"We told him he should write two books," Muñoz says.
It was the kind of week in Miami where Gisele Bundchen showed up on the arm of Tom Brady and you couldn't take your eyes off Jim Brown. Brown, the old running back, may be hobbled at 83 but he remains the once and future GOAT for fans of a certain age and a guy that has always given Muñoz chills. This week was no different.
"Jim Brown is amazing. He and his wife, they couldn't be nicer," Muñoz says. "He'll tell you, 'Appreciate what you do. Continue to do what you're doing.' A kind word. Encouragement. Coming from Jim Brown. Holy smoke! He's doing a great thing with Amer-I-Can all across the country and a lot of other things. That means a lot when you have a guy like him saying those things."
Muñoz can do that to people, too. Like Walter Jones, one of his fellow 100-year tackles. The night Jones was elected to the Hall of Fame five years ago, he recalled watching instructional tapes of Muñoz.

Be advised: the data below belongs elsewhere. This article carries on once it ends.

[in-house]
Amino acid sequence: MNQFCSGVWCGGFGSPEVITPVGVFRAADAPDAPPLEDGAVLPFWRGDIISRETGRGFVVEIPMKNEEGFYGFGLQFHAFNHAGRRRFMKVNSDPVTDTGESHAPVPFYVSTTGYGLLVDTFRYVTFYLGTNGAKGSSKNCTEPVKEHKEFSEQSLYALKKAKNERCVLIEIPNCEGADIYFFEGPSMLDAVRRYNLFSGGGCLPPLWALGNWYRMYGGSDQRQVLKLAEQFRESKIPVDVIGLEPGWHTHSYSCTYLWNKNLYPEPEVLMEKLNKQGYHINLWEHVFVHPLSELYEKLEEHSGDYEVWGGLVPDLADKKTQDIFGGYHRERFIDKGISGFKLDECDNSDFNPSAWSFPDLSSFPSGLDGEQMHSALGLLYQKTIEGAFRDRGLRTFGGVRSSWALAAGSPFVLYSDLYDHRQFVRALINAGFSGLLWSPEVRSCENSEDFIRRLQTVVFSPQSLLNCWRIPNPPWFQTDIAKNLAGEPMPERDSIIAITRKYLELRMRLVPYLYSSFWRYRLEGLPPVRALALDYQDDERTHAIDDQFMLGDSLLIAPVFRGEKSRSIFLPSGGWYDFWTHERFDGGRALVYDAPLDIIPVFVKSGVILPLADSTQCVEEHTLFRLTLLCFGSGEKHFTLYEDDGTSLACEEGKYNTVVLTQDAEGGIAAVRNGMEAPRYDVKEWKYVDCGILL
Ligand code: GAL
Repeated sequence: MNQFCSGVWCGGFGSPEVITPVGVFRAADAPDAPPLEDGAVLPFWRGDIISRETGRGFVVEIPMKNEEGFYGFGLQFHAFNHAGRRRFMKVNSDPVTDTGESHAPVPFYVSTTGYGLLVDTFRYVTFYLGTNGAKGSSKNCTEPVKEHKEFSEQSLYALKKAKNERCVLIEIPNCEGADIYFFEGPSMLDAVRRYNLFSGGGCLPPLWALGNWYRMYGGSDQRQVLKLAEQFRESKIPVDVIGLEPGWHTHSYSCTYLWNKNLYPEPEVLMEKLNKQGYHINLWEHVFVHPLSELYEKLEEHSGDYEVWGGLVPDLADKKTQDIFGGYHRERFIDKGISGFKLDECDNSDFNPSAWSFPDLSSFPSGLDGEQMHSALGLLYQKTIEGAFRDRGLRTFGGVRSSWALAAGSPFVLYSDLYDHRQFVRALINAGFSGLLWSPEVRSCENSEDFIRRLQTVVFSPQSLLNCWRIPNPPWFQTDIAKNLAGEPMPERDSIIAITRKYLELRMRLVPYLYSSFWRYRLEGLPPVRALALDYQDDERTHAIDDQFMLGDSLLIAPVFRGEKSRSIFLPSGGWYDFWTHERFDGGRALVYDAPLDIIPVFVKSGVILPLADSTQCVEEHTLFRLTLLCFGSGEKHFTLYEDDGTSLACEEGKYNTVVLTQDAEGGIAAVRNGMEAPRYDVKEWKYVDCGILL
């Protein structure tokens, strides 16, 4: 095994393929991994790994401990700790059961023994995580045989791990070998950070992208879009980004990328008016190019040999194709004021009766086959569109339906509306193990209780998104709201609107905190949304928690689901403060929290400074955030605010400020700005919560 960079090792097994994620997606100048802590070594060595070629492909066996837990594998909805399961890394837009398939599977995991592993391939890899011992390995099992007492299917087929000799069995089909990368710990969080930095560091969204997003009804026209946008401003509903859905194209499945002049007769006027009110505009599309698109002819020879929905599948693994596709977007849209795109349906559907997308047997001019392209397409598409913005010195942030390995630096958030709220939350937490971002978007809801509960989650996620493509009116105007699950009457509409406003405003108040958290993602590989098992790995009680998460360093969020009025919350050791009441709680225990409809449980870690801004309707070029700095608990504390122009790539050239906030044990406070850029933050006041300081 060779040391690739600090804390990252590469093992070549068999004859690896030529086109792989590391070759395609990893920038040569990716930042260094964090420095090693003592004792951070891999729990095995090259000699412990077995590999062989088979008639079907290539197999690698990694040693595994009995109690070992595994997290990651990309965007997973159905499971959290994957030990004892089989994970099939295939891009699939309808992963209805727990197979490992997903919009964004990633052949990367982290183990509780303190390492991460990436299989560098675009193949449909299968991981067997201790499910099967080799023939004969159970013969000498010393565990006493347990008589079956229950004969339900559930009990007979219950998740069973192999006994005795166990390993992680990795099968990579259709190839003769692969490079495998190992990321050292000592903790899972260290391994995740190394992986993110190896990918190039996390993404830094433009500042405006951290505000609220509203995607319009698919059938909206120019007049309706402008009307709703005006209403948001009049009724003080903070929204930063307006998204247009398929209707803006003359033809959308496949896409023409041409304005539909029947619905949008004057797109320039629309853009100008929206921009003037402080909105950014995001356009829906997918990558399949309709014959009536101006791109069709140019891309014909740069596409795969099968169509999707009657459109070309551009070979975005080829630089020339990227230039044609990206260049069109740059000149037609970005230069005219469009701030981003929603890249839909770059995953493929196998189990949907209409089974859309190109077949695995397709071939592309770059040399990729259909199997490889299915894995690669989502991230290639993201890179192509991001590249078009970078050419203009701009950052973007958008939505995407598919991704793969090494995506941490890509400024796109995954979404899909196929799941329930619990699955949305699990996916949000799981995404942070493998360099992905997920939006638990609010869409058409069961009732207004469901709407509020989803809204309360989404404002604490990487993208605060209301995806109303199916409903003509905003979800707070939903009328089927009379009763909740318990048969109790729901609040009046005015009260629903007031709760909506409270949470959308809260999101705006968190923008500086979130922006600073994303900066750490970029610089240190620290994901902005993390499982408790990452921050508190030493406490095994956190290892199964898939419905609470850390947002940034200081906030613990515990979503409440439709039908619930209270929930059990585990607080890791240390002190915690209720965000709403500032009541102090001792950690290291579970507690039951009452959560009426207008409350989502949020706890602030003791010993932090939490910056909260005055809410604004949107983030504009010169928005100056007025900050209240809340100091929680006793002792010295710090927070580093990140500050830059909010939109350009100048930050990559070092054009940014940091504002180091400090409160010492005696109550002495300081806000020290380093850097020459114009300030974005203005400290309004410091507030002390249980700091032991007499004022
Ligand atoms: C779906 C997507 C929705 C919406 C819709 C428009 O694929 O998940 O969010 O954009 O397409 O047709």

"I've heard that, but you never think about that and then all of a sudden you're sitting next to one of those guys," says Muñoz of Jones, drafted five years after Muñoz retired.
Jones is one of the seven all-100 offensive linemen that got corralled for a photo in the green room, where the team cooled its heels before being introduced to the Hard Rock Stadium crowd during pregame.
Muñoz spent the most time around Matthews and Randall McDaniel, the Vikings guard who broke in as a rookie during the season Muñoz went to his last Super Bowl. Mathews, Muñoz and Ronnie Lott, all USC, were trying to figure out how to turn around their college team.
But Muñoz also couldn't let the quarterbacks line up for a group photo without taking one. Not with Brady and Staubach posing with Joe Montana, Dan Marino, Peyton Manning and all the rest.
Muñoz had to laugh about that once-in-a-lifetime green room. Call it an evergreen room.
"You know how they say when you play special teams you have to put your head on a swivel?" Muñoz says. "That's how I was in there. My head was like a little camera taking it all in."
Jerry Rice, the MVP of the Super Bowl Muñoz almost won, of course in Miami, was pretty fired up. Munoz told him he should go out to the 50 with the rest of the 49ers. He joked about seeing Montana, the author of that Miami Miracle for the Niners that denied the Bengals 31 years ago in the last 34 seconds.